The Taraba State Government has put plans in place to reduce maternal and child deaths in the state.
This was made known on Tuesday in Jalingo, the state capital, by Micah Madaki, the permanent secretary at the Ministry of Health, during the flag-off of the Community Health Influencers, Promoters, and Services (CHIPS) programme.
Madaki, who disclosed that no fewer than 591 volunteers have been recruited for the programme, expressed sadness at the rate at which Nigeria continues to lose women and under-five children to preventable causes.
“Women are dying from bleeding before getting to [medical] facilities, while children are also dying from malaria, diarrhoea, and pneumonia,” he noted.
The CHIPS programme, according to him, will ameliorate the situation as it will motivate people in rural areas to respond to routine immunisations.
“I am optimistic that the non-compliance and low routine immunisation rates and other Primary Health Care services will become nonexistent as CHIPS agents will be adequately mobilised to refer household members to PHC facilities to access the necessary services,” he said.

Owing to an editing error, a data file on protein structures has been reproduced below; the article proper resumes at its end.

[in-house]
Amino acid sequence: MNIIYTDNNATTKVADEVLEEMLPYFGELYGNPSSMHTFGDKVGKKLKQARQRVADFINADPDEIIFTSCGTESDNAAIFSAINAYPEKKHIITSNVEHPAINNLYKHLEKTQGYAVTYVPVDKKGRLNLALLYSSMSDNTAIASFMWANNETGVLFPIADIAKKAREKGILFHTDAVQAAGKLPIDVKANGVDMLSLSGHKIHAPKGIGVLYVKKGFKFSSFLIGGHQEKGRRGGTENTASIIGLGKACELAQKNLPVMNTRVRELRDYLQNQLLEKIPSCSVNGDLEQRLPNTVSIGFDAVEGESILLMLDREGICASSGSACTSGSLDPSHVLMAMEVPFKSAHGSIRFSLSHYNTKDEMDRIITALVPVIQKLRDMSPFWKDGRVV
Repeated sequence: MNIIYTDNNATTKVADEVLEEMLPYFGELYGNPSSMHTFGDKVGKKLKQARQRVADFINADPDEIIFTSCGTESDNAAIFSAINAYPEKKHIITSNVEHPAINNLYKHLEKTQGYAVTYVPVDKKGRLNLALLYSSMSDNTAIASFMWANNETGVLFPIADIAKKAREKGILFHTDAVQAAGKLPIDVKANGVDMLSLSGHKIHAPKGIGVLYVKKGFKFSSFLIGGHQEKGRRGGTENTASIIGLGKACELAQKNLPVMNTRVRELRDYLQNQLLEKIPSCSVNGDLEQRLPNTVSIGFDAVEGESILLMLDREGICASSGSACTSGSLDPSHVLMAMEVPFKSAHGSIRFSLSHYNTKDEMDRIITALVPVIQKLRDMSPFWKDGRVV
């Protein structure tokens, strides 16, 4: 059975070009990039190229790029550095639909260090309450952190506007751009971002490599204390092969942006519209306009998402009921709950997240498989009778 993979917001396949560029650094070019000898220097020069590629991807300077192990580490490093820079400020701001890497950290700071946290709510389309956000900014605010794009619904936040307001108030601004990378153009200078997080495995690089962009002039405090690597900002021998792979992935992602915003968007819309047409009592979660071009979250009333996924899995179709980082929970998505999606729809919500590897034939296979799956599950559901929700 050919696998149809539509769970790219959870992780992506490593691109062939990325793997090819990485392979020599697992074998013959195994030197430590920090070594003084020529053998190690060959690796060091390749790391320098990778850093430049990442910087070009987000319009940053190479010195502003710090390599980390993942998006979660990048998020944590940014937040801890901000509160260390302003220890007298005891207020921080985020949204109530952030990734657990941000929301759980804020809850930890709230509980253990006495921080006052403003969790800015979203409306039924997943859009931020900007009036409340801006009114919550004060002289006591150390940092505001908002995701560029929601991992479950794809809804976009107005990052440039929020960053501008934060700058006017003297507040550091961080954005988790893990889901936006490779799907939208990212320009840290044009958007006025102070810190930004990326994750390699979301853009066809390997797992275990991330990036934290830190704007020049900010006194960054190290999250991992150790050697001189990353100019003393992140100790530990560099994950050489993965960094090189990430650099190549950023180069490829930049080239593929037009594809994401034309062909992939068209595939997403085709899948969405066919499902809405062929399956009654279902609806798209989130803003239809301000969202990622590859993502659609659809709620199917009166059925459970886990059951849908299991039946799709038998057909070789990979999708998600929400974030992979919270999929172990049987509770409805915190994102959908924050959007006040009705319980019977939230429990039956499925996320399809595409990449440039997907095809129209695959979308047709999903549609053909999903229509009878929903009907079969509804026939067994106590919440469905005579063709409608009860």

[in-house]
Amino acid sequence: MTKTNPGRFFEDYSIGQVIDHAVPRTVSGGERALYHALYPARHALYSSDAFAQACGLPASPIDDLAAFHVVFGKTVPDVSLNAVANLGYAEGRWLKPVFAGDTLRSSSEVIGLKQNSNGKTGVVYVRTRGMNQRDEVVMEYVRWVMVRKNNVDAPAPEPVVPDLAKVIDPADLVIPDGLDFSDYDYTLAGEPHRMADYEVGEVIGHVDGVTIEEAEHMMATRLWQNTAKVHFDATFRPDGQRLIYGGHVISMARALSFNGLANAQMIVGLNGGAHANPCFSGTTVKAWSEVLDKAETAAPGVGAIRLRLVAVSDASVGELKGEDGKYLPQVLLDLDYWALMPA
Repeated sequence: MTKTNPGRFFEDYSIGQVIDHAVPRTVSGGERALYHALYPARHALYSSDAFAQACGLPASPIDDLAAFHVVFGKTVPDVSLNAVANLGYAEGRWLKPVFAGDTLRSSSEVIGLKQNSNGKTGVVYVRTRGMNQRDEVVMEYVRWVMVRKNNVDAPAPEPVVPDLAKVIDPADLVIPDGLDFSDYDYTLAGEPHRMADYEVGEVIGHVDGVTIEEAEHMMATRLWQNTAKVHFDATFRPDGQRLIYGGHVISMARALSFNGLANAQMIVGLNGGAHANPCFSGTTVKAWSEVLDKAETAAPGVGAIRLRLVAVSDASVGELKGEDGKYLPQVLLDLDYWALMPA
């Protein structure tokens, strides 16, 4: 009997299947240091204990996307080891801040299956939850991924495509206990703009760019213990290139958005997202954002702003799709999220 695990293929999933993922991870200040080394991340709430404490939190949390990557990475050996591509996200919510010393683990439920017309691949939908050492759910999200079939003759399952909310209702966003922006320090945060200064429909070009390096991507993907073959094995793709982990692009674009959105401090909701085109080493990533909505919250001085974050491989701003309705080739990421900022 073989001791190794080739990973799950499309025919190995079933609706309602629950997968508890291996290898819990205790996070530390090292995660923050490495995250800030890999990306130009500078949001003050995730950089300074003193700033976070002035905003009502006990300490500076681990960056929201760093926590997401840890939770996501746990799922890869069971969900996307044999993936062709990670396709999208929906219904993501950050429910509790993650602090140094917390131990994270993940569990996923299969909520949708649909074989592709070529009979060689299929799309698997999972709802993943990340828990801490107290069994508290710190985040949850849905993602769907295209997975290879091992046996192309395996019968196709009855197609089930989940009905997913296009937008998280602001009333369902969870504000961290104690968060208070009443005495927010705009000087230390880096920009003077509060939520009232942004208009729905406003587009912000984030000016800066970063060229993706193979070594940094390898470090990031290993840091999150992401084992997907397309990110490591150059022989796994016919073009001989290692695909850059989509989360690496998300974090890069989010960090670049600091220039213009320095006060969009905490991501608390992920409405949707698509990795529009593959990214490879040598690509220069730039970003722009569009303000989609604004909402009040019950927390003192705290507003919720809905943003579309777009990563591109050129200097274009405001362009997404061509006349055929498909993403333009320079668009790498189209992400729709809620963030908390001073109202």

Also speaking, the wife of the state governor, Agyin Kefas, noted that the CHIPS programme is designed to encourage and support local households to seek primary health care services at clinics and outreach programmes across the state.
She also reiterated that CHIPS agents have been adequately trained to also manage simple cases of cough, malaria, and diarrhoea in children under the age of five as well as provide basic promotional, preventive, and case management services.
Earlier, the executive secretary of the State Primary Health Care Development Agency (TSPHCDA), Dr. Tukura Nuhu, said the agency would not cease collaborating with development partners, whom he said have been assisting in taking healthcare services to the doorsteps of rural communities.
He urged the state government to assist the agency with permanent office accommodations, which he believed would boost the agency’s morale.